We can expect this crowd to control 70 percent of the disposable income within the next five years, too. Many of them are facing inheritances that will come to nearly $15 trillion in the next 20 years. About 33 percent of them are heavy Internet users, and more than twice that number say they plan to spend more time on their hobbies and interests, while moving from a life dedicated to making money to one that is directed toward spending money.
Sounds like just the right kind of crowd for any merchant to pursue.
With Amazon's new store open to third-party sellers, we went looking for e-commerce merchants to speak with. We wanted to see what they have done to respond and adapt to this huge, retiring and likely-to-buy demographic.
How boomers shop online
Some of the merchants who spoke with us had some pretty good tips about making sure your processes are easy to navigate if you want this group to shop with you.
The over-50 crowd interacts with websites very differently than the younger folks, who grew up wired for apps, profiles and tech lingo
"The over-50 crowd interacts with websites very differently than the younger folks, who grew up wired for apps, profiles and tech lingo," says Pinny Cohen, an online consumer behavior expert. Cohen recommends that, if you are planning to market specifically to people over the age of 50, you understand how they shop online. He shared some of these issues with us:
Readability: The over-50 crowd appreciates navigation icons that can be recognized quickly, and in larger and clear fonts on very light backgrounds. Dark background or small fonts challenge their eyes.
Building trust: These online shoppers are naturally more suspicious of giving over personal information, like credit card numbers. Offer many different payment methods and make those choices clear. Include PayPal for extra security your 50+ customers will recognize. It's important to have and display trust indicators on the site such as SSL and Bonded, and guarantees are also very helpful. Have multiple and easy ways for your customers to contact you—live help, a prominent toll-free phone number displayed, a short contact form—to convince the older shopper your site is safe and professional.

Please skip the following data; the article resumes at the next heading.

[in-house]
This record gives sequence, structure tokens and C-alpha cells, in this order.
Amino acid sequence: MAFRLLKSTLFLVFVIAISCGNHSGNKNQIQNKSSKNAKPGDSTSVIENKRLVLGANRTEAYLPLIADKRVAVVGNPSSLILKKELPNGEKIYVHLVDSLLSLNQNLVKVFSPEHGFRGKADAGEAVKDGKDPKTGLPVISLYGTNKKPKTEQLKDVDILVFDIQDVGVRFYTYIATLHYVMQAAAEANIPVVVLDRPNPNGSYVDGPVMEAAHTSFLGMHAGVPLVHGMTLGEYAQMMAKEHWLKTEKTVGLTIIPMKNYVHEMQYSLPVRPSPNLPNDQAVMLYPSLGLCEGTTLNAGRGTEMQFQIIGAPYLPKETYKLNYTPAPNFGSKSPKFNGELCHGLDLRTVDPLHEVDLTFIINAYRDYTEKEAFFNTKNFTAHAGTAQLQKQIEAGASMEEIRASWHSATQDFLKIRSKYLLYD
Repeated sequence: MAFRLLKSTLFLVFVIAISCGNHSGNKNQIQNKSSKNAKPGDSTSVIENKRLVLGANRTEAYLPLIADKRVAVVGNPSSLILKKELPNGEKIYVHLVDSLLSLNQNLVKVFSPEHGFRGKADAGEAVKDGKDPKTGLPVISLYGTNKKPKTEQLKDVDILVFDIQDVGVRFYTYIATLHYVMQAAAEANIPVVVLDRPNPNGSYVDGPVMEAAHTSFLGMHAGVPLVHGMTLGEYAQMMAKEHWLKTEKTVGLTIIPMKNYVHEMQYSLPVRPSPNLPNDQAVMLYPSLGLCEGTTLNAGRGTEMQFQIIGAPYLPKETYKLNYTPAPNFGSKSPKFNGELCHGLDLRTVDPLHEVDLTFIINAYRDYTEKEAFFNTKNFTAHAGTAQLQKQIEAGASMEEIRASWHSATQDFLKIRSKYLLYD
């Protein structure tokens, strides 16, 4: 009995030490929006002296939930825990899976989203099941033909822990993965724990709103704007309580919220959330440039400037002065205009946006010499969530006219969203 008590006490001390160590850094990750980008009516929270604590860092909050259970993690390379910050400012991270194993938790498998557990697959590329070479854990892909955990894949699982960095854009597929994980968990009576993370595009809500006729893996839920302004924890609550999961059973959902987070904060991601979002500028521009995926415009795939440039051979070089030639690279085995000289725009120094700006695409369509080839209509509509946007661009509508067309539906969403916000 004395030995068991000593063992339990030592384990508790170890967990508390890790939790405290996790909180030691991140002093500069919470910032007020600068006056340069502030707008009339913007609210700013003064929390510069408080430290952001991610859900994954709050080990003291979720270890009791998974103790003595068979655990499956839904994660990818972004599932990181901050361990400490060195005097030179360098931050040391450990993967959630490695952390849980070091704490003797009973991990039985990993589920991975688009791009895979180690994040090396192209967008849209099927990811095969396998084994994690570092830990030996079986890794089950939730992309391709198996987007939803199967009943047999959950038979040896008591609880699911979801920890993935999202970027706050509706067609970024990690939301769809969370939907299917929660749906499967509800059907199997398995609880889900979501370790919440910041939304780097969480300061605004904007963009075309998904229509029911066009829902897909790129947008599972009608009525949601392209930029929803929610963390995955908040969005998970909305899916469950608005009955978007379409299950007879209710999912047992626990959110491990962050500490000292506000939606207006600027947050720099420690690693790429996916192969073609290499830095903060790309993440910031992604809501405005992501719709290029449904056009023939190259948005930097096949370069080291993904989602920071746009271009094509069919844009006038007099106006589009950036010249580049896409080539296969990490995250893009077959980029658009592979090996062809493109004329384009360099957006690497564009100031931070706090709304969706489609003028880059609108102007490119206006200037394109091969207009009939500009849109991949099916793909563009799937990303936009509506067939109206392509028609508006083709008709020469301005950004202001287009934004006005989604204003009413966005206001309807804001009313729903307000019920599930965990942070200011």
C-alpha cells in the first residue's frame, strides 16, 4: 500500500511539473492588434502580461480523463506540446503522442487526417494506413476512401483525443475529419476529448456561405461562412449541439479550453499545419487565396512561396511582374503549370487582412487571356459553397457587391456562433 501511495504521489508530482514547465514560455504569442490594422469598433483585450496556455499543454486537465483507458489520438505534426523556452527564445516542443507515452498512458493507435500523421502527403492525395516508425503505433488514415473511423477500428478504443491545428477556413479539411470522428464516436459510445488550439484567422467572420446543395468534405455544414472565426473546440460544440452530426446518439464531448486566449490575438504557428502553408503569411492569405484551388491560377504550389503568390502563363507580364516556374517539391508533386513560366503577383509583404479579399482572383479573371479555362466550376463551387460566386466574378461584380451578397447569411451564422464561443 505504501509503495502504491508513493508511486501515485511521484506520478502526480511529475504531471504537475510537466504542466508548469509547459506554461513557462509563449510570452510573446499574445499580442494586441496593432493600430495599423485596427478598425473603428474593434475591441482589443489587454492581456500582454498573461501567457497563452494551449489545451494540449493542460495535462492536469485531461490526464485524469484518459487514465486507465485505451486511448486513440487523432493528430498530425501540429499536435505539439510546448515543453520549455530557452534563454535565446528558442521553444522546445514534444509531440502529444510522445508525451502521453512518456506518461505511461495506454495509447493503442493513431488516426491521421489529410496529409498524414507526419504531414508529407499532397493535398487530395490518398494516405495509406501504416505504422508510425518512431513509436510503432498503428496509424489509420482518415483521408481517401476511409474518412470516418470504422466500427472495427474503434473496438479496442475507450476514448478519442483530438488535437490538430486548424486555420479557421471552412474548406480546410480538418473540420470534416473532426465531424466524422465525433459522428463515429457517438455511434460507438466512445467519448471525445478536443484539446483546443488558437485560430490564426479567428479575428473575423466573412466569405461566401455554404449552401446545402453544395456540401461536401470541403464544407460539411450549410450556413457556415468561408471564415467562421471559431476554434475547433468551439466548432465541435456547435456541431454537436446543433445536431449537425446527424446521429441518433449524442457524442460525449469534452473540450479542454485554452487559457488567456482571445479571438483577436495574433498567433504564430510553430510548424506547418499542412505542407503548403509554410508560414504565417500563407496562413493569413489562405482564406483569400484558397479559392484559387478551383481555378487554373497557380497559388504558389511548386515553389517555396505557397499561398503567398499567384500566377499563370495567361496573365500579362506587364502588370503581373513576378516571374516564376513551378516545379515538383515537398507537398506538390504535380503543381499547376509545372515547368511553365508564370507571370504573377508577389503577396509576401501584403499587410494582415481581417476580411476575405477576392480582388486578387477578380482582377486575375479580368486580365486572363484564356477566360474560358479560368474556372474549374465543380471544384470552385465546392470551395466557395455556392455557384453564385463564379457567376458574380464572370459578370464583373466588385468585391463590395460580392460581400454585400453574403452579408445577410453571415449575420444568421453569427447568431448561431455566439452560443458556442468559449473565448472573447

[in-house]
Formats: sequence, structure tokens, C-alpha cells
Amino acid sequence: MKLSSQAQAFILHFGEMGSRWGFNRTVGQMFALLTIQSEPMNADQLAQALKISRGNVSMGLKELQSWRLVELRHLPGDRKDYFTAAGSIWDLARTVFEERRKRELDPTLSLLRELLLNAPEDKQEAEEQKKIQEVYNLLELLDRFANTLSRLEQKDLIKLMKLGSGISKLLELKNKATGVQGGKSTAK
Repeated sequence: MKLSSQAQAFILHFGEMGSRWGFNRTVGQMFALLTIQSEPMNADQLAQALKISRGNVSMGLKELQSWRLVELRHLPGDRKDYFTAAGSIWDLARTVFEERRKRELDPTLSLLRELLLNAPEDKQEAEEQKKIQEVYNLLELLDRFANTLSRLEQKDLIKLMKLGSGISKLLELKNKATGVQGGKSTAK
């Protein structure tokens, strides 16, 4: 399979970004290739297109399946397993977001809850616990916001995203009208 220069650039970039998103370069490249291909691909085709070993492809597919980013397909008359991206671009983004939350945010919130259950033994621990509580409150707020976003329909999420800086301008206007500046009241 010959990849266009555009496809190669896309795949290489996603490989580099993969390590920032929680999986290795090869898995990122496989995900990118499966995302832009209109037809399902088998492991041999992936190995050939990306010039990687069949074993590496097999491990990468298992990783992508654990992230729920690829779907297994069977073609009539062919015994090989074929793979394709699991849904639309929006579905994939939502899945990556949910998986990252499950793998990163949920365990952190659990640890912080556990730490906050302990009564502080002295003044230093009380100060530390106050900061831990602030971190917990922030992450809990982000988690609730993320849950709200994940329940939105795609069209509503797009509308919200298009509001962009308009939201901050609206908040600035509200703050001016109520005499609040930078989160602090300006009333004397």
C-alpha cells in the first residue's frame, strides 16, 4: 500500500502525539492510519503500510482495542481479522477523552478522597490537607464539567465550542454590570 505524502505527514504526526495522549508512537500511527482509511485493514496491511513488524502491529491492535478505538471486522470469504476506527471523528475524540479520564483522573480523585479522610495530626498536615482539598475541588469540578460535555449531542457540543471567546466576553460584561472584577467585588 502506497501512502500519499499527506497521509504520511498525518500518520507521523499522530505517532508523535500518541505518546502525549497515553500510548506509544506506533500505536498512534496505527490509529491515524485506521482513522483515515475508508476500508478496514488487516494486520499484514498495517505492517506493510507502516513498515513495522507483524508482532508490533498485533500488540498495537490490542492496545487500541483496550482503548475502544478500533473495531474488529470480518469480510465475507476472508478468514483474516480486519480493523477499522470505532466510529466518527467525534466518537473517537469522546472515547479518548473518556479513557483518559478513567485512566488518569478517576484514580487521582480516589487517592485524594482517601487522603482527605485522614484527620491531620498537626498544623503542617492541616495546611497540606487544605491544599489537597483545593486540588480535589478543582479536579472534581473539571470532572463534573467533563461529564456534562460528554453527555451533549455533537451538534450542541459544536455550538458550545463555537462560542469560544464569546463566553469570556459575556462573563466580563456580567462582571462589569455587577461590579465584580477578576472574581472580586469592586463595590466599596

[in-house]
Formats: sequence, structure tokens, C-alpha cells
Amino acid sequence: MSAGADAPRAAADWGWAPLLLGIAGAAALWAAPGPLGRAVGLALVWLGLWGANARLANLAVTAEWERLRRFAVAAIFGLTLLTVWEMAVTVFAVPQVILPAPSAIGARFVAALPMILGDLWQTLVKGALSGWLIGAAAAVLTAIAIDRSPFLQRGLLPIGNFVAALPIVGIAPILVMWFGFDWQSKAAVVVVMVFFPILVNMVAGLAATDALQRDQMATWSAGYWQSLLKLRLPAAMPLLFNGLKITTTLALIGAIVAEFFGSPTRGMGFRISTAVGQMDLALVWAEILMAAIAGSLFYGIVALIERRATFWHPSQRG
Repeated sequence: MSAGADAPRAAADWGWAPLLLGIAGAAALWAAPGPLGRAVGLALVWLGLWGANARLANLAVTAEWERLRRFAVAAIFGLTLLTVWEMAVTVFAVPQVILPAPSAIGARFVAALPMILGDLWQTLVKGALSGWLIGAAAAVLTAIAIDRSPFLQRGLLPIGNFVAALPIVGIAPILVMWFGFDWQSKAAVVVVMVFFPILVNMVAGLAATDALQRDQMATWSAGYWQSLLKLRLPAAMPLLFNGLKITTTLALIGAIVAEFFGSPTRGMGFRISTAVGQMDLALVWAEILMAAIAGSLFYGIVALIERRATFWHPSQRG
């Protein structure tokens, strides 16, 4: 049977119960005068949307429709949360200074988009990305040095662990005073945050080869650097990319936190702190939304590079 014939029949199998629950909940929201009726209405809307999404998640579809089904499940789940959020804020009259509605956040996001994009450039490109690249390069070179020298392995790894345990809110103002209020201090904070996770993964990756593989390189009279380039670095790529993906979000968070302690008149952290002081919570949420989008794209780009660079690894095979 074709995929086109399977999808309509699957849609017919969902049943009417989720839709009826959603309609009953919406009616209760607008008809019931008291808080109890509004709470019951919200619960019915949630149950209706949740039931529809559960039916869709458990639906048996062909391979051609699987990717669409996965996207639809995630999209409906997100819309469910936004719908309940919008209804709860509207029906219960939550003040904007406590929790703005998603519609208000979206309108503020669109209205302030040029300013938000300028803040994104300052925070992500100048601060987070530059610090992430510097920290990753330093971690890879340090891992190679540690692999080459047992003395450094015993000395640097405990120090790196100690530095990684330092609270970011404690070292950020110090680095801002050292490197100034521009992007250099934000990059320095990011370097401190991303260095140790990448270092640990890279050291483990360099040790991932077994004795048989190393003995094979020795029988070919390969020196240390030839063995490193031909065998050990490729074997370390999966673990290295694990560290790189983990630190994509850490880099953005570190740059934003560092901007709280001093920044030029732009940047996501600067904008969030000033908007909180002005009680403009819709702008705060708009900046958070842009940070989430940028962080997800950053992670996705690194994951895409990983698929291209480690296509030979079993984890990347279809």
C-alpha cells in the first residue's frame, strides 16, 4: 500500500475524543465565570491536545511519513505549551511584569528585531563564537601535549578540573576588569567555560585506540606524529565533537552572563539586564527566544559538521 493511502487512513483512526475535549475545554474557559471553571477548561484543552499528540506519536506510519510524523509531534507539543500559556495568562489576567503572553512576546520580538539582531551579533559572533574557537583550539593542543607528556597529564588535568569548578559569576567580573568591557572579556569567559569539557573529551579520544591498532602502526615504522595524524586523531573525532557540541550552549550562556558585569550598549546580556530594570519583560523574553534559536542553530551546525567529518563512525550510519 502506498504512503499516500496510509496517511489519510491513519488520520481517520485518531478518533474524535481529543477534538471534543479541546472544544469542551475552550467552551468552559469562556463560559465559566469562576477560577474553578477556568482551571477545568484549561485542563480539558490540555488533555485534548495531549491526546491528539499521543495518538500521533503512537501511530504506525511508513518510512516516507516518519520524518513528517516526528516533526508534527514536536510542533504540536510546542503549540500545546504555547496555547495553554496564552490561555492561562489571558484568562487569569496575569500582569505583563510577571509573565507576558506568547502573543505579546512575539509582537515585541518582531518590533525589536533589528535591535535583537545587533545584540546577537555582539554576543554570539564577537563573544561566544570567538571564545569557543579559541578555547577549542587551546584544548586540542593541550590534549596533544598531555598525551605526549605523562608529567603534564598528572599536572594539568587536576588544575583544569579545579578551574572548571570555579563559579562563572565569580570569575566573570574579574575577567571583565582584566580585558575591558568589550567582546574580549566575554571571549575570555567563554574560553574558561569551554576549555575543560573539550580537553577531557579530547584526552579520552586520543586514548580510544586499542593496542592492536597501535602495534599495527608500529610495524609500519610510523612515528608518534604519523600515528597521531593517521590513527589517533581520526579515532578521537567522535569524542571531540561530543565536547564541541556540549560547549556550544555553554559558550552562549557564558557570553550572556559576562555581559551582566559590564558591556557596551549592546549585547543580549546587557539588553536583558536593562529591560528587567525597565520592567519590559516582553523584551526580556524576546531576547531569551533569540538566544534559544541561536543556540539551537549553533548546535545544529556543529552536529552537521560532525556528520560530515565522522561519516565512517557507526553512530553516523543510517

Easy to use: Your product descriptions should be very visible on your product pages. This crowd grew up learning by reading text, not text messages. They'll want more written information. Your website navigation should be consistent, simple and use terminology that older customers recognize.
Simple checkout: Your checkout system really matters to this group—and Cohen recommends one-page checkouts. According to him, these shoppers think long and hard before making a purchase online. "They're likely to change their minds on a gut feeling," he says. So make it quick and painless, so they click before their guts start to speak!